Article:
The Robert Wood Johnson Foundation Health Policy Fellows program is designed to provide a
comprehensive fellowship experience at the nexus of health science, policy, and politics in Washington,
D.C. The year-long program provides an opportunity for exceptional midcareer health professionals and
behavioral and social scientists with an interest in health and healthcare policy. Fellows participate in
the policy process at the federal level and use that leadership experience to improve health, healthcare,
and health policy.
Up to six grants of up to $165,000 each will be made in 2012. Each fellow will receive up to $94,000 for
the Washington stay (September 1, 2012, through August 31, 2013) in salary, plus fringe benefits or
fellowship stipend. Continued pre–approved leadership development activities may be conducted with
any remaining funds within twelve months following the Washington year. Fellows will receive an
additional allowance for relocation.Exceptional candidates from academic faculties and nonprofit
healthcare organizations are encouraged to apply.
Applicants may have backgrounds in the allied health professions, biomedical sciences, dentistry,
economics or other social sciences, health services organization and administration, medicine, nursing,
public health, social and behavioral health, or health law. Applicants must be U.S. citizens, resident noncitizen nationals, or resident foreign nationals. The deadline for online applications is November 9,
2011. (Please note that reference letters must be submitted online by November 2, 2011.) Complete
program information, selection criteria, and application instructions are available at the RWJF Web site.
Deadline: November 9, 2011
Burroughs Wellcome Fund Accepting Applications for Collaborative Research Travel Grants
The Burroughs Wellcome Fund's Collaborative Research Travel Grants program provides up to $15,000
in support for Ph.D. candidates, postdoctoral fellows, and faculty researchers from degree-granting
institutions in the U.S. or Canada to travel either domestically or internationally to a laboratory to
acquire a new research technique, to facilitate a collaboration, or to attend a laboratory/lecture course.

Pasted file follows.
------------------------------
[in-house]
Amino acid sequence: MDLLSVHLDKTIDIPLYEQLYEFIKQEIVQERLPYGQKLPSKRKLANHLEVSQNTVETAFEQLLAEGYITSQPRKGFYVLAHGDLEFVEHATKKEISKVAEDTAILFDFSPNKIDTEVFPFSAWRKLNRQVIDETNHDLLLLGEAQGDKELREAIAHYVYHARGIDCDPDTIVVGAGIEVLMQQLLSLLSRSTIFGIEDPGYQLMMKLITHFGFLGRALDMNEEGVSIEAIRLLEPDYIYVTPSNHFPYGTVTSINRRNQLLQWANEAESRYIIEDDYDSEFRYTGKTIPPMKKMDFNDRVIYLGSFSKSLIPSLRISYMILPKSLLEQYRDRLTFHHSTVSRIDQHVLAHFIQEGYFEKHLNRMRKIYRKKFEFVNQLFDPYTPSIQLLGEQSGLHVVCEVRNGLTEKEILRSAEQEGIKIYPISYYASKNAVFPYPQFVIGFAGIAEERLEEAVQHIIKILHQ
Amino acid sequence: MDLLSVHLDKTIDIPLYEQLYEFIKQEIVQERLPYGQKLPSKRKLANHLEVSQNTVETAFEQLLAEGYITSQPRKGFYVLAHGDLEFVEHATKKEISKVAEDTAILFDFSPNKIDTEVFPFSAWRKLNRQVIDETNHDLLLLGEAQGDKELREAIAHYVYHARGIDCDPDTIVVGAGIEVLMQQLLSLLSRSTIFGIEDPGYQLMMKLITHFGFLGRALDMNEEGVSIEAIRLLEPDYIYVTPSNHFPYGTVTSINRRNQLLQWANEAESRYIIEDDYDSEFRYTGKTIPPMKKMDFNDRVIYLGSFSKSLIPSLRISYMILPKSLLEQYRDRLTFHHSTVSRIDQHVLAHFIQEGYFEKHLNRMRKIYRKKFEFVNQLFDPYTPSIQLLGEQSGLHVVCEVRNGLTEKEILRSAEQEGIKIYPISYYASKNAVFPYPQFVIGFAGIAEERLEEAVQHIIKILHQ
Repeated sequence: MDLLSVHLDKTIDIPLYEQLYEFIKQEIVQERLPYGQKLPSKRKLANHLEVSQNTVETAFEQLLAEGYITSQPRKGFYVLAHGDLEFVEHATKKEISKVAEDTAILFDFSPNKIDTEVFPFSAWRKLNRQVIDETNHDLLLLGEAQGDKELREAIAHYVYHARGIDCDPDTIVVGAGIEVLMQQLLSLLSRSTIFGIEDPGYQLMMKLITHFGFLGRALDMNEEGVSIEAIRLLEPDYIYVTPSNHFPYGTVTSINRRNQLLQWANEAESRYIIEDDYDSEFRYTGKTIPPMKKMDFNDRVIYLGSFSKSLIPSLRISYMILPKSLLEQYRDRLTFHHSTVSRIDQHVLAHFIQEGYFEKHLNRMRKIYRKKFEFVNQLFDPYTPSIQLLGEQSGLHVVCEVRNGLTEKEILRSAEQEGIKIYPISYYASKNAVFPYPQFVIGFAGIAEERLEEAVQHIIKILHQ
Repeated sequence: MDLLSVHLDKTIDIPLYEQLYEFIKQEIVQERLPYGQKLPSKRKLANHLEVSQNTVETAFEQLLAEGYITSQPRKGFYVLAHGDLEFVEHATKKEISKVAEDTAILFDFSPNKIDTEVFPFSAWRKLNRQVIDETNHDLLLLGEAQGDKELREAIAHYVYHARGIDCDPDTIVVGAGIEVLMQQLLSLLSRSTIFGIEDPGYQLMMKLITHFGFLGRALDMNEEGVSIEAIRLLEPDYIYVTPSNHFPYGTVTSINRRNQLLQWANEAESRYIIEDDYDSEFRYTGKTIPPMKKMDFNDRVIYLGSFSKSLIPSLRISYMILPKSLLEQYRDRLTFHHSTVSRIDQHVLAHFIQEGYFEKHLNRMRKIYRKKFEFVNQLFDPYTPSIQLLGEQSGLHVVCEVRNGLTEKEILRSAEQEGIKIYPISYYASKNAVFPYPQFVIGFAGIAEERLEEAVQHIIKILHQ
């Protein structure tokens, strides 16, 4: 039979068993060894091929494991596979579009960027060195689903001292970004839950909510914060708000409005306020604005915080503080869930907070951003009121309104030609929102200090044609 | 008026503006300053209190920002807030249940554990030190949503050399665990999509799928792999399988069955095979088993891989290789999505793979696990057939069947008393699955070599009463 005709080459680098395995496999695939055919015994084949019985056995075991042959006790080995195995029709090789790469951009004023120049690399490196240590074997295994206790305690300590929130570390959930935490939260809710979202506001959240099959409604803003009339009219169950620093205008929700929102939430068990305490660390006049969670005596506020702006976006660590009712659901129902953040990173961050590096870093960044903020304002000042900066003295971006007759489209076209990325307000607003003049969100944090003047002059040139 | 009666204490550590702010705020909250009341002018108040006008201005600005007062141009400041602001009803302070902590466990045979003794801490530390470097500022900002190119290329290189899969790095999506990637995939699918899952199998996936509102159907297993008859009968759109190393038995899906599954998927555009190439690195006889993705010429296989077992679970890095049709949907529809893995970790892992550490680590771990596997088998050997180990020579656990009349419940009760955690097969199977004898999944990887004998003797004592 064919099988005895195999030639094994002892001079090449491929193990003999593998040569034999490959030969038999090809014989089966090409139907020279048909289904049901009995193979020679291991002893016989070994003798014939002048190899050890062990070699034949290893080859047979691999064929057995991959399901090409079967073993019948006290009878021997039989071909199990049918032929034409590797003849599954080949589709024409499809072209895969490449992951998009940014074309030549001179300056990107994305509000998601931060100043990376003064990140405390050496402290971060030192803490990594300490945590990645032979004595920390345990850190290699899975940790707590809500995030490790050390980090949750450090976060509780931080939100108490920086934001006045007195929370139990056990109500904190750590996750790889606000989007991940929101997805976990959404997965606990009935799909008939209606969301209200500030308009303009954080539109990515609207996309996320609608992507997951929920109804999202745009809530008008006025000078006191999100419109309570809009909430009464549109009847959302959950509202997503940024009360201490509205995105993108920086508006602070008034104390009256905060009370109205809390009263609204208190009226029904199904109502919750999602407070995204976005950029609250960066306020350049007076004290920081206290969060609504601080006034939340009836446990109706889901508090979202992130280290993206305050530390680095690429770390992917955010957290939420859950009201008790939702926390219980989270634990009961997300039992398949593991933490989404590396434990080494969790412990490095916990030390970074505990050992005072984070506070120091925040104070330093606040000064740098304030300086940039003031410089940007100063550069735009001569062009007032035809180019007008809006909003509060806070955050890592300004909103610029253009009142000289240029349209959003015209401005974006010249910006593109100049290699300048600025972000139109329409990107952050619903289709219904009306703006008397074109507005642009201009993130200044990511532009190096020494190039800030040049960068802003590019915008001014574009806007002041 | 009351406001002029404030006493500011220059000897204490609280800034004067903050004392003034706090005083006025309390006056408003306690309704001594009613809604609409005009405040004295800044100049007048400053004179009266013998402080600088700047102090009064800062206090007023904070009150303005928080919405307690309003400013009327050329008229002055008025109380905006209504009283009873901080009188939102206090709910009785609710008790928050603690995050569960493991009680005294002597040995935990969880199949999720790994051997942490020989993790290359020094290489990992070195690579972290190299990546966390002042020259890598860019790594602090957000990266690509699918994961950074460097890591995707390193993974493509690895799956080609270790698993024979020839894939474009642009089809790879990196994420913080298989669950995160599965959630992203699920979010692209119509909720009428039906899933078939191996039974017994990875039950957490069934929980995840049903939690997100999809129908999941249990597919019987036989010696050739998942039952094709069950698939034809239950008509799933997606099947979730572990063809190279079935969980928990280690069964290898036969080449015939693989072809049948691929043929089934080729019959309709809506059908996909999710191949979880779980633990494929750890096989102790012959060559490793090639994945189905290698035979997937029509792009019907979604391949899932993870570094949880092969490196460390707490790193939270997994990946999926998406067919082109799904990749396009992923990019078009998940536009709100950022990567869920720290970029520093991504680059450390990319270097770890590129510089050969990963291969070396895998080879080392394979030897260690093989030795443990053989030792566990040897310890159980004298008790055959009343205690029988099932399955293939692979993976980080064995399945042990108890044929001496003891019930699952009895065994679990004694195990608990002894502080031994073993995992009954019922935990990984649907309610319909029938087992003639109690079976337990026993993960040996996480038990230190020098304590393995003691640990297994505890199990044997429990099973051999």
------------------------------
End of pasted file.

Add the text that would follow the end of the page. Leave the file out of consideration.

Applicants must hold a Ph.D. or be studying for a Ph.D. in mathematics, physics, chemistry, computer
science, statistics, or engineering and be interested in investigating research opportunities in the
biological sciences. Biologists interested in working with physical scientists, mathematicians, engineers,
chemists, statisticians, or computer scientists to incorporate their ideas and approaches to answering
biological questions are also eligible to apply.
Applicants must be citizens or permanent residents of the U.S. or Canada at the time of application.
Grants cannot be used for travel to domestic or international meetings or to cover salary support.
Awards will be made to North American degree-granting institutions on behalf of the named award
recipients. Visit the BWF Web site for complete program guidelines, FAQs, eligibility quiz, and the
Deadline: December 1, 2011
Nomination Period Open for Kavli Prizes in Astrophysics, Nanoscience, and Neuroscience
The Kavli Prizes are designed to recognize scientists whose discoveries have dramatically expanded
human understanding in the fields of astrophysics, nanoscience, and neuroscience. Consisting of a scroll,
medal, and cash award of $1 million, a prize in each of these areas has been awarded biennially since
The prizes represent a partnership of the Norwegian Academy of Science and Letters, the Kavli
Foundation, and the Norwegian Ministry of Education and Research. The Kavli Prize in Astrophysics is
awarded for outstanding achievement in advancing the knowledge and understanding of the origin,
evolution, and properties of the universe, and includes the fields of cosmology, astrophysics, astronomy,
planetary science, solar physics, space science, astrobiology, astronomical and astrophysical
instrumentation, and particle astrophysics.
The Kavli Prize in Nanoscience is awarded for outstanding achievement in the science and application of
the unique physical, chemical, and biological properties of atomic, molecular, macromolecular, and
cellular structures and systems manifested in the nanometer scale. This includes molecular selfassembly, nanomaterials, nanoscale instrumentation, nanobiotechnology, macromolecular synthesis,
molecular mechanics, and related topics.
The Kavli Prize in Neuroscience is awarded for outstanding achievement in advancing the knowledge
and understanding of the brain and nervous system, including molecular neuroscience, cellular
neuroscience, systems neuroscience, neurogenetics, developmental neuroscience, cognitive
neuroscience, computational neuroscience, and related facets of the brain and nervous system.
The nomination process is open to all who wish to nominate candidates, but self-nominations will not be
accepted. The prize can be awarded to a single person for profound scientific achievements or shared
for closely related fundamental contributions. Deceased persons cannot be nominated.
For complete program information, the nomination form, and information on previous prize winners,
visit the Kavli Foundation Web site.
Deadline: December 1, 2011
**PLEASE NOTE: RFPs for public funds are distributed by the Office of Research**

The American Foundation for Suicide Prevention provides research